Srinagar doctors help reunite ‘dead’ man with his family
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With efforts of doctors of the Psychiatric Diseases Care Hospital in Srinagar, a man who had gone missing 21 years ago has been reunited with his family in UP's Saharanpur district. The family had even performed the last rites of Kedar Ballabh Tripathi, now 56, assuming he was dead.
"We have no words to thanks the doctors of the hospital who took such pains in tracing us," said Tripathi's elder brother Shyam Sunder, who is a priest.
Responding to the treatment for gross psychotic illness and psychosis, Tripathi was able to remember a few things about himself in November last year and told doctors the name of the college were he had studied. He, however, could not recall his name. The doctors managed to trace the college through internet. "We also took help of the police and the administration to reach the family in Saharanpur," said Arshad Hussain, senior psychiatrist at the Srinagar hospital.
Last month, Shyam Sunder and other members of the family went to Srinagar and brought Tripathi home. Tripathi, who is weak and needs support to walk, spends most of his time at the temple where brother Shyam Sunder works as a priest.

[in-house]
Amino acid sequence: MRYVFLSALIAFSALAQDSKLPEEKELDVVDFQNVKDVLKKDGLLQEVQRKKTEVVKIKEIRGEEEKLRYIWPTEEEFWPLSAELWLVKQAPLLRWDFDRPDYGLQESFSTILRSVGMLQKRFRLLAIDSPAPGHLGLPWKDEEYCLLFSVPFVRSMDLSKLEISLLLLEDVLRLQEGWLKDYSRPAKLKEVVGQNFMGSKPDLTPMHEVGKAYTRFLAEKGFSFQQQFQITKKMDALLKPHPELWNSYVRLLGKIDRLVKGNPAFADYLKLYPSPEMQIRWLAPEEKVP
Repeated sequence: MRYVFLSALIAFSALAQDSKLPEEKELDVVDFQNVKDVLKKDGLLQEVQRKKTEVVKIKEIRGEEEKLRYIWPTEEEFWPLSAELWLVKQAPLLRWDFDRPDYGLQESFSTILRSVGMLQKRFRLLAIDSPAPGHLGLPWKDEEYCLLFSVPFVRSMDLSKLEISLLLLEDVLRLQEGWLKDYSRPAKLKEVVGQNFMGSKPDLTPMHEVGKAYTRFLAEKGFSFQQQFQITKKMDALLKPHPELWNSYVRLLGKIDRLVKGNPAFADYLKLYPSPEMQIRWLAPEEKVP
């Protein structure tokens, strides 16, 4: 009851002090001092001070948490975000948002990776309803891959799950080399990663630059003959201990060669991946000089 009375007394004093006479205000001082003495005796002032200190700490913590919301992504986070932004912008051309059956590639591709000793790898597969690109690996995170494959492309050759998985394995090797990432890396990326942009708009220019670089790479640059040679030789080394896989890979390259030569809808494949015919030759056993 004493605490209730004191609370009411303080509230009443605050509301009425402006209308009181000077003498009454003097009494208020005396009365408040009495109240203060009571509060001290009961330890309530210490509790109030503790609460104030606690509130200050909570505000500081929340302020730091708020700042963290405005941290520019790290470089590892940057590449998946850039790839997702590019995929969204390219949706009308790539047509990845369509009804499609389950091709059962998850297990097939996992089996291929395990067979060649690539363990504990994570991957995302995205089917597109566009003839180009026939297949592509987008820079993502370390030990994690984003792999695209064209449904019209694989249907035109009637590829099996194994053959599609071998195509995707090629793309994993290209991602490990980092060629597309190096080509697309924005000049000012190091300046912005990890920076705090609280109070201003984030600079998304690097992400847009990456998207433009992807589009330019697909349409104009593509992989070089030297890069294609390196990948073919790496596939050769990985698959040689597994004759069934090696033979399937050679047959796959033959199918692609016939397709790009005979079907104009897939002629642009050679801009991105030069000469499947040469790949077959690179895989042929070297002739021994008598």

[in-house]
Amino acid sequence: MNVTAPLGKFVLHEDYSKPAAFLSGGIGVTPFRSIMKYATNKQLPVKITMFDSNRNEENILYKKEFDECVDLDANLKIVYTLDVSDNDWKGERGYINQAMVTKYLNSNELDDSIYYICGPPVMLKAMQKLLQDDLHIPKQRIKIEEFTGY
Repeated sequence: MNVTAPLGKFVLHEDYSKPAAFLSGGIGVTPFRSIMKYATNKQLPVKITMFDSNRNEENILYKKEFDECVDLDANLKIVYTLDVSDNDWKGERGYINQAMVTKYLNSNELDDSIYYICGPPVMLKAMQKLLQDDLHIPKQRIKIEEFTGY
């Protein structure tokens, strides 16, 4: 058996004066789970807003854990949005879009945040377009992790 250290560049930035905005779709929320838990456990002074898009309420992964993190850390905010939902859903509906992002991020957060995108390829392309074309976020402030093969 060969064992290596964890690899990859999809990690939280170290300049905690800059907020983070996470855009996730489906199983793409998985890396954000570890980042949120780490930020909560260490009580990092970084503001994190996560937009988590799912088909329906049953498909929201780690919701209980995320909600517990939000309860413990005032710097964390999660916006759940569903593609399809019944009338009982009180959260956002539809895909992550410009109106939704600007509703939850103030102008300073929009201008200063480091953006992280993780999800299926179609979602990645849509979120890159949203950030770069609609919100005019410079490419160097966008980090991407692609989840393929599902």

Tripathi, who did not marry, worked as a treasury clerk in Roorkee. The family said he often complained of harassment by his seniors. In April 1992, he left office one evening after arguments with his seniors, but never reached home. After coming to know about his disappearance, the family went to Roorkee to trace him, but in vain. A few years later, they gave up.
In 2003, J&K Police caught Kedar after he was found making nuisance on a Srinagar road and pelting stones on the passerbys. They brought admitted him at the psychiatric hospital where hewas diagnosed with gross psychotic illness and psychosis. After long treatment, Tripathi started responding. Last November, he told doctors that that he had studied at SD Inter College where his elder brother was a teacher. Doctors began searching for the college and also made several calls to their relatives and friends settled in other states. They finally traced the college in Saharanpur in UP. In January, the doctors contacted local police and requested them to contact their counterparts in Saharanpur. UP Police went to the college and came to know that in 1990s there was an English teacher named Kailash Chand Tiwari. They made Kailash to speak to the doctors in Srinagar who told them about Trpathi. Satisfied with the response, Kailash contacted his brother Shyam Sunder and requested him to go to Srinagar and verify the claim.